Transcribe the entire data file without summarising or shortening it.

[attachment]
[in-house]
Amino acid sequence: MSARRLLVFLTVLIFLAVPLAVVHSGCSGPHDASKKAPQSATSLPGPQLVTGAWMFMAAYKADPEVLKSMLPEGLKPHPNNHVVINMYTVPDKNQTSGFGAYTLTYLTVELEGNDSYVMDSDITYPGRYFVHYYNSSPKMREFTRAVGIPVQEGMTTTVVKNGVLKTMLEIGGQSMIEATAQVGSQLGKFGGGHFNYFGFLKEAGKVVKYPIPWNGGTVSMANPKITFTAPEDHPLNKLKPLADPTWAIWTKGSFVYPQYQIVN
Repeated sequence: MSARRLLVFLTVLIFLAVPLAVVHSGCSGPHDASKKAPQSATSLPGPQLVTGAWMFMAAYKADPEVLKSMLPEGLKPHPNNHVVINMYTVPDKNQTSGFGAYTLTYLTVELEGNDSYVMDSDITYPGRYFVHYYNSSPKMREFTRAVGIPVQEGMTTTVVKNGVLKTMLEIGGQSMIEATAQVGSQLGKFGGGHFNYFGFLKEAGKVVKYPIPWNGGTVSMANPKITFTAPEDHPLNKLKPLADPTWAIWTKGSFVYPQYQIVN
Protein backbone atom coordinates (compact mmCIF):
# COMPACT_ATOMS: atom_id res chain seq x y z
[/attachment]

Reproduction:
[in-house]
Amino acid sequence: MSARRLLVFLTVLIFLAVPLAVVHSGCSGPHDASKKAPQSATSLPGPQLVTGAWMFMAAYKADPEVLKSMLPEGLKPHPNNHVVINMYTVPDKNQTSGFGAYTLTYLTVELEGNDSYVMDSDITYPGRYFVHYYNSSPKMREFTRAVGIPVQEGMTTTVVKNGVLKTMLEIGGQSMIEATAQVGSQLGKFGGGHFNYFGFLKEAGKVVKYPIPWNGGTVSMANPKITFTAPEDHPLNKLKPLADPTWAIWTKGSFVYPQYQIVN
Repeated sequence: MSARRLLVFLTVLIFLAVPLAVVHSGCSGPHDASKKAPQSATSLPGPQLVTGAWMFMAAYKADPEVLKSMLPEGLKPHPNNHVVINMYTVPDKNQTSGFGAYTLTYLTVELEGNDSYVMDSDITYPGRYFVHYYNSSPKMREFTRAVGIPVQEGMTTTVVKNGVLKTMLEIGGQSMIEATAQVGSQLGKFGGGHFNYFGFLKEAGKVVKYPIPWNGGTVSMANPKITFTAPEDHPLNKLKPLADPTWAIWTKGSFVYPQYQIVN
Protein backbone atom coordinates (compact mmCIF):
# COMPACT_ATOMS: atom_id res chain seq x y z